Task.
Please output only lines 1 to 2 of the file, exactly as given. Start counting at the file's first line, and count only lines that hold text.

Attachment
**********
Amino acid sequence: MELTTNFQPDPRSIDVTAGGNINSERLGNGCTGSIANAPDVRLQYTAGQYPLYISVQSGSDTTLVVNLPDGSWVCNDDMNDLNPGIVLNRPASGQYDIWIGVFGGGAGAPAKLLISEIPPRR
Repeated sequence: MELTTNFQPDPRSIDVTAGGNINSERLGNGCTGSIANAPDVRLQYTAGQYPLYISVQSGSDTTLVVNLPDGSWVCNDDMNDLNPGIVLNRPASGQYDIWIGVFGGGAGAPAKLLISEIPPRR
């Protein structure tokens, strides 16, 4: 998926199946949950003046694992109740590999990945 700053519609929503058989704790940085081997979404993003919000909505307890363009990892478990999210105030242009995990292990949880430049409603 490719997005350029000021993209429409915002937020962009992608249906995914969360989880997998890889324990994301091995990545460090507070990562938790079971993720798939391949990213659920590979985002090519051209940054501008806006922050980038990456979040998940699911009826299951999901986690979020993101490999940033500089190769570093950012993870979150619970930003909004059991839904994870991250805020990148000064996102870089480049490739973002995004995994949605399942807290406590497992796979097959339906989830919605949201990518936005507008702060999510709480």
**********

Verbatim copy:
Amino acid sequence: MELTTNFQPDPRSIDVTAGGNINSERLGNGCTGSIANAPDVRLQYTAGQYPLYISVQSGSDTTLVVNLPDGSWVCNDDMNDLNPGIVLNRPASGQYDIWIGVFGGGAGAPAKLLISEIPPRR
Repeated sequence: MELTTNFQPDPRSIDVTAGGNINSERLGNGCTGSIANAPDVRLQYTAGQYPLYISVQSGSDTTLVVNLPDGSWVCNDDMNDLNPGIVLNRPASGQYDIWIGVFGGGAGAPAKLLISEIPPRR